On the 12th anniversary of the National Apology to the Stolen Generations, it is important to reflect on the wrongs of the past and the longstanding impacts the forced removal of Aboriginal and Torres Strait Islander children has had on our children, families and communities today. We must also acknowledge that we still have a long way to go to address the intergenerational impacts of child removal and assimilation policies of the past.
In 2008, the Australian government said sorry for unjustly removing generations of Aboriginal and Torres Strait Islander children from their families – breaking up families and contributing to adverse childhood experiences.
SNAICC CEO Richard Weston said,
We have learnt from the Stolen Generations what the impact is on the children going into care systems. They become disconnected from their culture, their families and communities and so they’re at greater risk of poorer outcomes through their life.
The trauma associated with child removal is intergenerational. Children living with members of the Stolen Generations are 1.8 times more likely to have poor self-assessed health and 1.6 times more likely to have cash-flow problems in comparison to other Aboriginal and Torres Strait Islander children.”
– Richard Weston, SNAICC CEO
In the 12 years that have followed the national apology, the number of our children removed from family and kin continues to grow.
As at February 2020, there are 17,979 Aboriginal and Torres Strait Islander children living in out-of-home care (an increase of 39% from last year’s Review on Government Services report). This number does not include large numbers of children on permanent care orders or who have been adopted so the actual number of Aboriginal and Torres Strait Islander children who have been removed from their families is far higher.
Our children are now 10.6 times more likely to be removed from their families than non-Indigenous children. If urgent action is not taken, that rate is projected to double in the next 10 years.
SNAICC recently released its review of all states and territories compliance of the Aboriginal and Torres Strait Islander Child Placement Principle. The Principle was founded to implement systemic change to counter embedded racism that caused the Stolen Generations. A guiding principle in child protection, it aims to enhance and preserve Aboriginal and Torres Strait Islander children’s connection to family and community and sense of identity and culture.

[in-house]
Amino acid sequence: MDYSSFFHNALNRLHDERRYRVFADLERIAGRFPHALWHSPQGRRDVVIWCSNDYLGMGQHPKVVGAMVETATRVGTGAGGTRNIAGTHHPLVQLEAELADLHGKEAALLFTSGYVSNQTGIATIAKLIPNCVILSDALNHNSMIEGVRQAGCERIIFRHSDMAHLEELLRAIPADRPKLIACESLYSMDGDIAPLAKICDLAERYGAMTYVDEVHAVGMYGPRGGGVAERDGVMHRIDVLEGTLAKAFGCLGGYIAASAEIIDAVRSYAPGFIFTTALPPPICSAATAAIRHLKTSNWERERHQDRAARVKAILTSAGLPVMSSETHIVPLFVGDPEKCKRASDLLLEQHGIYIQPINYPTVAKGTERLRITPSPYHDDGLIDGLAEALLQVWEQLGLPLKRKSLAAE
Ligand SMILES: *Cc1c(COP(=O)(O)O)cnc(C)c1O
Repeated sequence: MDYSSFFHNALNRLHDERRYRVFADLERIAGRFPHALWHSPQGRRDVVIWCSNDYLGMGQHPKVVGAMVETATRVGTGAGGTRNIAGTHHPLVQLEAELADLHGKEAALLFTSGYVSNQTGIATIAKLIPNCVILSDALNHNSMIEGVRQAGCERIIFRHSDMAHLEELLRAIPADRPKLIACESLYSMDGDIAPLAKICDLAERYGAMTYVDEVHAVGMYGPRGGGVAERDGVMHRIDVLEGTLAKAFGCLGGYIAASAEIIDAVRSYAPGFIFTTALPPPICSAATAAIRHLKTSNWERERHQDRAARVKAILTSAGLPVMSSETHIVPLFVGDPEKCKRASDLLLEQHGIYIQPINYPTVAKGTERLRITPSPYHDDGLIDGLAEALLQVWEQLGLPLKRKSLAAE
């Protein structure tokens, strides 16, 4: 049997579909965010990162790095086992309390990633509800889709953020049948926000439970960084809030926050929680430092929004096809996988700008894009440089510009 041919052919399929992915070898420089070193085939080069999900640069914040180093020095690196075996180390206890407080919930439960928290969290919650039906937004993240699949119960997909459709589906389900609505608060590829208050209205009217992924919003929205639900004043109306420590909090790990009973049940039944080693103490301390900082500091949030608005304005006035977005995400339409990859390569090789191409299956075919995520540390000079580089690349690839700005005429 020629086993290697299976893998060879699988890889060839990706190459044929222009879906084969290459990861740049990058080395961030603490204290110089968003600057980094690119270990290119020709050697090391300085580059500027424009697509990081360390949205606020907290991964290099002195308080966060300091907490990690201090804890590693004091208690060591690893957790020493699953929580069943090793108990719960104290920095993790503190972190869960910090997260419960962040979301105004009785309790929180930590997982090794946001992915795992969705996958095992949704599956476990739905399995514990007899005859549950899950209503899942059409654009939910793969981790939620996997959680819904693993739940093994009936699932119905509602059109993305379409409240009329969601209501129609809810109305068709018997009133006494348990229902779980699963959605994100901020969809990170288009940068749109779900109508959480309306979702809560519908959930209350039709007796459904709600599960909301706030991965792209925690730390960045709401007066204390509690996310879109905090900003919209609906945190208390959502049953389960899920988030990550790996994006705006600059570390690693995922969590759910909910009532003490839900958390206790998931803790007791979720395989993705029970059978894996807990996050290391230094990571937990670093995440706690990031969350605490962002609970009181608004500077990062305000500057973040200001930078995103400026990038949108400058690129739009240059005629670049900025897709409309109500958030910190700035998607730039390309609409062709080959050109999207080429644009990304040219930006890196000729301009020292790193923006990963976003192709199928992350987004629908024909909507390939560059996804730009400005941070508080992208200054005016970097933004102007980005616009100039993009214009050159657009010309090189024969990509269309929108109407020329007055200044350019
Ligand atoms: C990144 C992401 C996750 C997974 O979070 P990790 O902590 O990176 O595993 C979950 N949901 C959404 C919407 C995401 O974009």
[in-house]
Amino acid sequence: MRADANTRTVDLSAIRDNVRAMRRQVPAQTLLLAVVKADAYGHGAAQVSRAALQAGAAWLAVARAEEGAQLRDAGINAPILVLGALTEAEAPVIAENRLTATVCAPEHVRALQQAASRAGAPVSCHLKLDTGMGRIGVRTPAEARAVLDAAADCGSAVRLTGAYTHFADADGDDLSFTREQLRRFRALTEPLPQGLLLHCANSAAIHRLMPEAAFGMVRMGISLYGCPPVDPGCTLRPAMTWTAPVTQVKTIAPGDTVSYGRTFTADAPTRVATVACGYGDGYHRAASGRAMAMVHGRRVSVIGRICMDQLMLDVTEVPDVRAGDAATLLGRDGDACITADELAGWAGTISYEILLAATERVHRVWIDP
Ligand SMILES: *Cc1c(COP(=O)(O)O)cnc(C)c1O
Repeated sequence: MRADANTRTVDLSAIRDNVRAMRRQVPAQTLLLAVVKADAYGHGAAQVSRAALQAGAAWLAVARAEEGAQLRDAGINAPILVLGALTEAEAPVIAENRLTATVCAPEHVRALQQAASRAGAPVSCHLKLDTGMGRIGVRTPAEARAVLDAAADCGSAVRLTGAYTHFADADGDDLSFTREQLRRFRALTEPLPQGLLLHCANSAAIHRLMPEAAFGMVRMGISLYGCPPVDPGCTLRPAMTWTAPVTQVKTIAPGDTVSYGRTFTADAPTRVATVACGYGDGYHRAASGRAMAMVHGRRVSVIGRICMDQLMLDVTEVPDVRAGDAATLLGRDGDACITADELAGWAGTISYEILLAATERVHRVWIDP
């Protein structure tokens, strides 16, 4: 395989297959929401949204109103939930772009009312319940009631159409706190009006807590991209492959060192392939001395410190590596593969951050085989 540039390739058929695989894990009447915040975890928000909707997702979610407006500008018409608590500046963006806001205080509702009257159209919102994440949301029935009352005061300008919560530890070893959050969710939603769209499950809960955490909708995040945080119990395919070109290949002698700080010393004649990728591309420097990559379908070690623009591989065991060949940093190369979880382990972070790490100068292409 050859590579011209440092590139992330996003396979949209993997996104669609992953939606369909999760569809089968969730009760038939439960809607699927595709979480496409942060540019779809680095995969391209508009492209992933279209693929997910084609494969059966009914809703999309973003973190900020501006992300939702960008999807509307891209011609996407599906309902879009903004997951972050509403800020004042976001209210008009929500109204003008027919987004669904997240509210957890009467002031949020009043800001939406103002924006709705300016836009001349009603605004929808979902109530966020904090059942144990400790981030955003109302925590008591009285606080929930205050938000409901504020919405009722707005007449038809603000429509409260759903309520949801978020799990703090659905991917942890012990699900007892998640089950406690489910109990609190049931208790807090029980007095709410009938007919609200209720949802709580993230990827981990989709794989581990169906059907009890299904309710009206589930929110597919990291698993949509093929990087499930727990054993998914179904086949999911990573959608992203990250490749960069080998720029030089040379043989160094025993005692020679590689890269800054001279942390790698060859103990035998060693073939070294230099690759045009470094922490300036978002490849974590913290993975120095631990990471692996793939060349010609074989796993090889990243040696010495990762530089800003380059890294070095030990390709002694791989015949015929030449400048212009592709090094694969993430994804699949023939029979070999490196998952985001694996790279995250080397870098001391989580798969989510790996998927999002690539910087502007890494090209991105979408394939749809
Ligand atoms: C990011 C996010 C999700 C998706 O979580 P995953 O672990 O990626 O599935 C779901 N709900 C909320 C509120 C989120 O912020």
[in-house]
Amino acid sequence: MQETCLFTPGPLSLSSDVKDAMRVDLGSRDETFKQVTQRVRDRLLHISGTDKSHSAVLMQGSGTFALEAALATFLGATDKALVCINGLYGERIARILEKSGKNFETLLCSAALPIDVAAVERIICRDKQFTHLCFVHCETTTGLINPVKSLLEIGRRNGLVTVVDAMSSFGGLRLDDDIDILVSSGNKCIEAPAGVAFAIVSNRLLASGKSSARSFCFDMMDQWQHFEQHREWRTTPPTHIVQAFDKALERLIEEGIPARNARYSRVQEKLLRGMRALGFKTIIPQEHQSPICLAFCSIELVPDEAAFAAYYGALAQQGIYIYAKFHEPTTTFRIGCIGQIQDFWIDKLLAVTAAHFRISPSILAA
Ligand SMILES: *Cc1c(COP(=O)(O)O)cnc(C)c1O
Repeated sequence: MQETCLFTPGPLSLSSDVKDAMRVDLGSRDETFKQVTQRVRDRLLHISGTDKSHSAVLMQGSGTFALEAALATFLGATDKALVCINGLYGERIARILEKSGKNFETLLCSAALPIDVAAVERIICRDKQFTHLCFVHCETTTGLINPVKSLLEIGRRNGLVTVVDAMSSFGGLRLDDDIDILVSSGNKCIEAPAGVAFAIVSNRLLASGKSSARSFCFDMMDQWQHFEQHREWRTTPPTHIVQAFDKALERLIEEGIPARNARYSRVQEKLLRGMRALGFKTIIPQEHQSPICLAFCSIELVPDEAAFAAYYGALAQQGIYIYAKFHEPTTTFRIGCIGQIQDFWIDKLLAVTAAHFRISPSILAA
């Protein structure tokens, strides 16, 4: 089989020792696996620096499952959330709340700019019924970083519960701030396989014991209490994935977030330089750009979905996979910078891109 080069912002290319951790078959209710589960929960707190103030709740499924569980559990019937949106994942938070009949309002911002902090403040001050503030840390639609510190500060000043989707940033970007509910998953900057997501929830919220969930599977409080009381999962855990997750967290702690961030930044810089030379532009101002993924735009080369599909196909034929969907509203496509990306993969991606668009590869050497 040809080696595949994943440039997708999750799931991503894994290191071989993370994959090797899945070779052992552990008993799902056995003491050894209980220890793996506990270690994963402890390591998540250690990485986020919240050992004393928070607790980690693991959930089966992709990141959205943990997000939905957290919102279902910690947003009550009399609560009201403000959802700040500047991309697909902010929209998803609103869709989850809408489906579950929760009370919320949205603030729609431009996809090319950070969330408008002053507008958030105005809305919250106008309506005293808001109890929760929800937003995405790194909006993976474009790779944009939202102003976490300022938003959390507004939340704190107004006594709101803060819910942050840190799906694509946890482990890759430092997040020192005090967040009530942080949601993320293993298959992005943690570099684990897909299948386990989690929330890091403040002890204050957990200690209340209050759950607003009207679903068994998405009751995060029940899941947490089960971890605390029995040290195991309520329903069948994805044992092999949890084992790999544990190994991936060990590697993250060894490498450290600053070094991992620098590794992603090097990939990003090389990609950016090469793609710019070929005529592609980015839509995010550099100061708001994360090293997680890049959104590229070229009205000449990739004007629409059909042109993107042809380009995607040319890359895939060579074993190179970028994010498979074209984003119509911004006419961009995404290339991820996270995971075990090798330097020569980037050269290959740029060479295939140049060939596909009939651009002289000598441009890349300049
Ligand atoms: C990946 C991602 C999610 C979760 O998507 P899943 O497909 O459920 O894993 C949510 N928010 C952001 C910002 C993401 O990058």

While there is significant reform occurring across Australia in states such as Queensland, the overall implementation of the Principle remains “poor and limited”, with Aboriginal and Torres Strait Islander children continuing to be separated from family and culture at alarming rates.
Co-Chair for the Family Matters campaign, Natalie Lewis said,
In Queensland, there are 33 Aboriginal and Torres Strait Islander community-controlled Family Wellbeing Services proving every day, what we have known for decades – that when Aboriginal and Torres Strait Islander people are empowered to lead, the change that we all imagine for our children and families becomes possible.
We know that ensuring our children’s connection to kin, Country and culture keeps them safe and establishes a community of care that enables them to thrive.”
– Natalie Lewis, Family Matters Co-Chair
Similarly, Department of Health and Human Services in Victoria continues to progress its commitment to transfer case management of Aboriginal children in out-of-home care to ACCOs by the end of 2021.
ACCOs are reporting high rates of success in reunifying children to their birth parents or placements in kinship care. This will ensure that our children grow up connected to their families, cultures and communities.
Yesterday’s 12th Closing the Gap report finds there has been very little progress across the targets – employment, school attendance, life expectancy, child mortality rates, and literacy and numeracy show little improvement. Many Aboriginal and Torres Strait Islander families experience multiple forms of disadvantage that make our children vulnerable in their early years.
SNAICC CEO, Richard Weston said,
Many of our communities are affected by a range of adverse experiences from poverty, through to violence, drug and alcohol issues and homelessness. Without an opportunity to heal from the resultant trauma, its impact can deeply affect children’s brain development causing life-long challenges to the way they function in the world. It is experienced within our families and communities and from one generation to the next. We need urgent action to support better outcomes and opportunities for our children.”
SNAICC welcomes the announcement by Minister for Indigenous Australians, Ken Wyatt, of a whole-of-government Indigenous early childhood strategy. We look forward to working with the government towards Aboriginal-led solutions to support our children and families, and enable genuine reconciliation and healing from the trauma of the past.